Even “within Israel,…a growing number of analysts…recognize[e]…that economic dependence on foreign sources creates problems” (such as the inefficient “government-provided mortgages to homeowners,” “government subsidies to politically connected organizations, such as the kibbutzim, the Histadrut,…and the Kupat Cholim sick fund,” “politicized, inefficient water-distribution system,” and numerous other problems), as Bainerman wrote.
The most telling side of the harmful effect of this parasitic dependence of Israel on the U.S. resources is “Israel’s failing welfare system and raging poverty rate” in our time, as Shir Hever in the Alternative Information Center in Jerusalem and Beit-Sahour thus explained: “The Israeli Ministry of Foreign Affairs promotes…Israel [as] an image of a prosperous economy, a powerhouse of innovation,” but “OECD statistics…show that Israel suffers from extreme level of inequality, its [segregated] education system is among the worst in the OECD, and its poverty is the highest compared to all OECD countries….Israel’s overall tax income as a proportion of its GDP is higher than that of Chile, Mexico, and Turkey, for example, and is even higher than the weighted average of all OECD countries, but Israel’s poverty rate is the highest compared to all of these countries.”
It is therefore not surprising that “Arnon Gafny, who served as governor of the Bank of Israel in 1976-1981, points out that foreign aid has caused Israel to suffer from what economists call the ‘Dutch Disease,’ a generous but temporary gift (such as oil or external aid) that brings short-term benefits but impairs a country’s long-term competitiveness,” as Bainerman wrote.
Evidence #3: Israel’s Colonial Settlement against the U.S. Interests
The third evidence for Israel’s betrayal of America has to do with Israel’s colonial settlement against the U.S. wish, with damaging consequences to American national interests.
Over the years, the U.S. has time and again asked Israel to stop its colonial settlement in occupied territories that Israel annexed in its wars with the neighboring Arab states in the last few decades, since this has contributed to anti-American sentiment among many in the Arab world (and also in the rest of the world) that the U.S. is partially to blame due to its spoiled support of Israel.
Each time, Israel plays the “money card” by asking the U.S. for more money before it offers “concession” in regard to its colonial settlement in occupied territories, but each time, even after the money is given, Israel goes on to engage in colonial settlement in other parts of the occupied territories, so this long cycle (of a colonial settlement somewhere, a money request for concession, another colonial settlement somewhere else, another money request again for concession, and so on) continues, with no end in sight.
For instance, in 1999, the “newly elected Israeli Prime Minister Ehud Barak” wanted “to collect in advance an additional $1.2 billion in economic assistance promised by President Bill Clinton to former Israeli Prime Minister Binyamin Netanyahu for carrying out territorial withdrawals specified in the Wye agreement, signed in 1998,” but “neither Netanyahu nor Barak had yet carried out the withdrawals,” even after the U.S. administration at the time included “the payment in the fiscal year 2000 appropriation,” as Richard H. Curtiss explained.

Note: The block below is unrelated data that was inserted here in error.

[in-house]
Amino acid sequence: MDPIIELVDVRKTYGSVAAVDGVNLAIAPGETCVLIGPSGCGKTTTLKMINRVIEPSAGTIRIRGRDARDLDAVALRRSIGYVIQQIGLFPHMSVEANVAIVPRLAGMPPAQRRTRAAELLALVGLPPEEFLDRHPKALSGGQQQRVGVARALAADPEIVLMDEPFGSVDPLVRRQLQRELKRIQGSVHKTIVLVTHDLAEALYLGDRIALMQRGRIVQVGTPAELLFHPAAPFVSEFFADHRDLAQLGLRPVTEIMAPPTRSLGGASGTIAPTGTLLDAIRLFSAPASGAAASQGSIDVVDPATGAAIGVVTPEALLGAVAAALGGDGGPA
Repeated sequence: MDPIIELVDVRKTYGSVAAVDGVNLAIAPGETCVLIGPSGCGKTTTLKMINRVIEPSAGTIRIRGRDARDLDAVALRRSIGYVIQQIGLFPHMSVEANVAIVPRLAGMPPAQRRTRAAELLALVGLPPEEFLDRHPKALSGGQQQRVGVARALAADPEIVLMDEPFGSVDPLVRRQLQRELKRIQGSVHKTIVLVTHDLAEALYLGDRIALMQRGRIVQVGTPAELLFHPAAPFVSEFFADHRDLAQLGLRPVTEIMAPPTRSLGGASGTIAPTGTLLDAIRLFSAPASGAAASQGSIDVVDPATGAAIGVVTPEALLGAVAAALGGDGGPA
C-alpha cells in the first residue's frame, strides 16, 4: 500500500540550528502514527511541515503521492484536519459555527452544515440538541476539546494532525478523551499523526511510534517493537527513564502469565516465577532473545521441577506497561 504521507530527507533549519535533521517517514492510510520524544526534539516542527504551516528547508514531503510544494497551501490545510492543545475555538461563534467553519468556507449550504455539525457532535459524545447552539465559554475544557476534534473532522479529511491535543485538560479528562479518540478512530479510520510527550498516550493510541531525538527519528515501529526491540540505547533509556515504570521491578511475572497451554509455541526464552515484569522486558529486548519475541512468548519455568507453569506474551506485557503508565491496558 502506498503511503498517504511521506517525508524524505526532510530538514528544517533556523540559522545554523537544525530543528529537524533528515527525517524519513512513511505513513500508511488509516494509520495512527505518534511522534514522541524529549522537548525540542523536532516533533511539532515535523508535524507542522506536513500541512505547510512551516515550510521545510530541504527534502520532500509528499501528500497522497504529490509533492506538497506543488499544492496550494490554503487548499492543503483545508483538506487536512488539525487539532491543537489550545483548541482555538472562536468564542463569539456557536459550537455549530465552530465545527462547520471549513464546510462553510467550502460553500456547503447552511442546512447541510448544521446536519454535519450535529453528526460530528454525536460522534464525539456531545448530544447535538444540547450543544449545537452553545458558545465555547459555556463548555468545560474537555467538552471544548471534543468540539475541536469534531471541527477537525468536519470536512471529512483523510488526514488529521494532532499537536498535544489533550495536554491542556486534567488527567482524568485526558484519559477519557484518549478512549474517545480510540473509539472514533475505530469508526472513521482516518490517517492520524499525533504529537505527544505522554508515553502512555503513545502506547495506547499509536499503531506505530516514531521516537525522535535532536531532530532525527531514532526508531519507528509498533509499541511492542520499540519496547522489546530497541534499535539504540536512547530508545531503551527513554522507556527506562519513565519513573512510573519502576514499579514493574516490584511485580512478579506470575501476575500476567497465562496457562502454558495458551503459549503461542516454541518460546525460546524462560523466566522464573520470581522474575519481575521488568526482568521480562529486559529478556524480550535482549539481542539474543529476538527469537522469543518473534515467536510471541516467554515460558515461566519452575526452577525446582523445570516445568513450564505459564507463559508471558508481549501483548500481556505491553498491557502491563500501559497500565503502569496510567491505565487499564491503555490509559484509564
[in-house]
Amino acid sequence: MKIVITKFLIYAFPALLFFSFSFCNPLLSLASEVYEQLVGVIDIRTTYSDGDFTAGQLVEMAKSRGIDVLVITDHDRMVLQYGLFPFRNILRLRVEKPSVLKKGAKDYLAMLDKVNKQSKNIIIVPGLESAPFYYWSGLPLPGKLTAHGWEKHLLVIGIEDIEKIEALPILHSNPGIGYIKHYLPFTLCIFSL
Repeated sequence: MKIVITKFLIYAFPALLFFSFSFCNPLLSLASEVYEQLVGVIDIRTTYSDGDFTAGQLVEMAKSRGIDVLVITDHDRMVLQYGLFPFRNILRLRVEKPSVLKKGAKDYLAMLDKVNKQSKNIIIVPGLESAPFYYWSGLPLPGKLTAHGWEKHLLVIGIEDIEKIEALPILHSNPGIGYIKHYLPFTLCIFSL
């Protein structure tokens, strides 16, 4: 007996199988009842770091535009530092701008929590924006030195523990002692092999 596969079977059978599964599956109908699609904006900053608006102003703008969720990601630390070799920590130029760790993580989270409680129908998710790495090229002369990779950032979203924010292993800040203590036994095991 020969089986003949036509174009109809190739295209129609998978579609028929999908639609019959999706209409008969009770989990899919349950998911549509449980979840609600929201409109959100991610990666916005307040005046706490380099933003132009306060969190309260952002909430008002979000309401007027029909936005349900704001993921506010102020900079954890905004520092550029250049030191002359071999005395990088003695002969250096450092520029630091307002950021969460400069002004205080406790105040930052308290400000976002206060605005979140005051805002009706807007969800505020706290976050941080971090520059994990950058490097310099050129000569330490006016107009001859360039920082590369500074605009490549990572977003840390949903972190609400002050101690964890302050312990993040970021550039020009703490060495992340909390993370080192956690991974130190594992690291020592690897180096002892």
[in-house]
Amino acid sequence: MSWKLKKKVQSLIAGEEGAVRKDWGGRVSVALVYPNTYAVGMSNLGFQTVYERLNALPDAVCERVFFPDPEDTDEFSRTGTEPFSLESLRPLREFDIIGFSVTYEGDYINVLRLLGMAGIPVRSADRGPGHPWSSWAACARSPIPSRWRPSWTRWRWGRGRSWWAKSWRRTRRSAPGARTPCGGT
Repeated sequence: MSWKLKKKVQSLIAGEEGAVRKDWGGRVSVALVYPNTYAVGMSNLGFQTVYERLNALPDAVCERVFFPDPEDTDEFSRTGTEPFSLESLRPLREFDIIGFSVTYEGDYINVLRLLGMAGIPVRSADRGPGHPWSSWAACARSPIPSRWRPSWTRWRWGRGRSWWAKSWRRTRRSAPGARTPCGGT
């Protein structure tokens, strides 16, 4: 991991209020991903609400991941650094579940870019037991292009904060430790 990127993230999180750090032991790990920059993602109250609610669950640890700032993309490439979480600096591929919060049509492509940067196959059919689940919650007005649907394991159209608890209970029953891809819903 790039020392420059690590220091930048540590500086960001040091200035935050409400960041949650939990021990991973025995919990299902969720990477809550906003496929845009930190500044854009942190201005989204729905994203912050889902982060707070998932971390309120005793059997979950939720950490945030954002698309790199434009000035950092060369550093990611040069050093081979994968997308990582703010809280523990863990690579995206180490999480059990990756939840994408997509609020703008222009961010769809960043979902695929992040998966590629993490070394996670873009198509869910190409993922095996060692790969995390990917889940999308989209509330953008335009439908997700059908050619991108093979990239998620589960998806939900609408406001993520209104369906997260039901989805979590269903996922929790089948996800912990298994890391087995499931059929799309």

In fact, as Richard H. Curtiss wrote, “even before the extras from the Pentagon and other federal budgets” were included, “the FY 00 appropriation” brought “the total of U.S. government grants and loans to Israel from 1949 through Oct. 31, 1999 to approximately $91,816,507,200….This is more than the total of U.S. aid to all of the countries of sub-Saharan Africa and Latin America and the Caribbean combined. Yet these countries had a combined total population of 1.142 billion people in mid-1999, while Israel claimed a total 1999 population of 6.1 million. This means that Israel, with a population smaller than that of Hong Kong, receives about one-third of U.S bilateral foreign aid world-wide”.
Even John Kerry, the current U.S. Secretary of State, lost its patience and complained a few weeks ago that the colonial settlement by Israel constitutes a new “apartheid,” which is simply unacceptable. But Israel, with the support of the Jewish lobby in the U.S., continues its “apartheid” policy.
And this has damaged American national interests abroad, as Richard H. Curtiss thus explained: “During the more than half a century that has elapsed since the creation of Israel on May 15, 1948, the U.S. has lost tens of thousands of jobs and billions of dollars as a result of the Arab economic boycott, and more as a result of the 1973 Arab political oil boycott that touched off a recession in the U.S. and the industrialized countries. There also are incalculable costs associated with the vastly increased security outlays for U.S. government installations at home and abroad necessitated as a result of U.S. support for Israel in its long-standing disputes with its Arab neighbors,” and the current displeasure of the U.S. with Israel’s colonial settlement is only another chapter of an endless cycle of the same old problem in the past few decades.
Evidence #4: Israel’s Pivot to China
And the fourth evidence for Israel’s betrayal of America has to do with Israel’s pivot to China, the main rival to the U.S. dominance in the world.
For decades, Israel has enjoyed the unlimited access to the most advanced U.S. military technology and weapons (often in the form of military aid, which means that Israel often did not pay for them), but Israel has passed U.S. military technology to China.